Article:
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Go Back   SailNet Community > Boat Builders Row > Islander > I-28 Vinyl Headliner Replacement
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Topic Review (Newest First)
1 Day Ago 02:20 AM
Re: I-28 Vinyl Headliner Replacement

Originally Posted by gknott View Post
Great work! Thanks for the photos. An ingenious solution to the curved panels at the aft end of the teak panels around the windows. How did you hold the blocks in place while the glue set?
I didn't use glue, I used polyurethane. Poly is very sticky, more so then silicone, and silicone won't seal or adhere to gel-coat. The poly will hold the blocks in place while it cures. I used a tube and tube gun, put a decent dab of poly on and stuck them up where I wanted them. I did hit the spot with a quick scuff and acetone before putting up the blocks.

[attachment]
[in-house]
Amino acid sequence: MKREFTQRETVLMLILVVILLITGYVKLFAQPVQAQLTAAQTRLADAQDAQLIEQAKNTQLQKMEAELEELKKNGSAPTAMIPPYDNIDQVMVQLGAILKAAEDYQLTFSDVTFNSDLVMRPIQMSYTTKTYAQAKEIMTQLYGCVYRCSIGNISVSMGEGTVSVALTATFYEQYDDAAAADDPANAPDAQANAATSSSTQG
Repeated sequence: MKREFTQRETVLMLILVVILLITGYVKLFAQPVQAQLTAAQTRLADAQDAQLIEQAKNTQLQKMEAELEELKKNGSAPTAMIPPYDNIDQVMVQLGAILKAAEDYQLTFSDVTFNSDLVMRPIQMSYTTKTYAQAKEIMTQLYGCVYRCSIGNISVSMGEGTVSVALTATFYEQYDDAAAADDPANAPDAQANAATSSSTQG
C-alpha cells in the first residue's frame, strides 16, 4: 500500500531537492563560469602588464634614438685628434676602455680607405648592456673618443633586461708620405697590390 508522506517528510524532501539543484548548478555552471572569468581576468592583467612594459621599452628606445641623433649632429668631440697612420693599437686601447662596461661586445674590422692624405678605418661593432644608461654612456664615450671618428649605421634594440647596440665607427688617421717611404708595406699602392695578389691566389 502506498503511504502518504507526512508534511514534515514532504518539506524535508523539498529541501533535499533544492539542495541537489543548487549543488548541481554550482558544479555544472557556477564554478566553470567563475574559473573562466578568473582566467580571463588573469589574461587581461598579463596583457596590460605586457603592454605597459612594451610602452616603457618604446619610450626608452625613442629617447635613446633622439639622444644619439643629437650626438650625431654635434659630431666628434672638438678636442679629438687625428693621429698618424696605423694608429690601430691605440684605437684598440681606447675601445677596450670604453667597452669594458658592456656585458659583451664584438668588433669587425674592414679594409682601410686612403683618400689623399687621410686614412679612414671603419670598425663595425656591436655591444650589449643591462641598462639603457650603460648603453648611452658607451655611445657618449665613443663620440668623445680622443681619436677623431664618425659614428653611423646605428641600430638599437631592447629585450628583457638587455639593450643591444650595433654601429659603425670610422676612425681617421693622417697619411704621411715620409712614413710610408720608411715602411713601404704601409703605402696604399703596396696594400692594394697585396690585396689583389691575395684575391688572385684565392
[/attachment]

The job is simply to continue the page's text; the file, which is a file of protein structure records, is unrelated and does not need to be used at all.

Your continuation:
With two people, some team work, putting up the blocks didn't take long. While they are pretty secured once cured, you can still remove them with a putty knife and mallet, should you not like the locations or wanting a different block thickness.
1 Day Ago 04:43 PM
Re: I-28 Vinyl Headliner Replacement

Great work! Thanks for the photos. An ingenious solution to the curved panels at the aft end of the teak panels around the windows. How did you hold the blocks in place while the glue set?
3 Days Ago 03:50 AM
Re: I-28 Vinyl Headliner Replacement

Ok, I finally got my interior some what as a finished look. I used white smooth finished FRP for the headliner, secured wood block spacers, used mahogany batons and trim. I used the wood blocks to space the FRP off of the hull and to screw the FRP too. I used some mahogany trim piece I picked up at my local lumber yard and are pretty standard wood trim.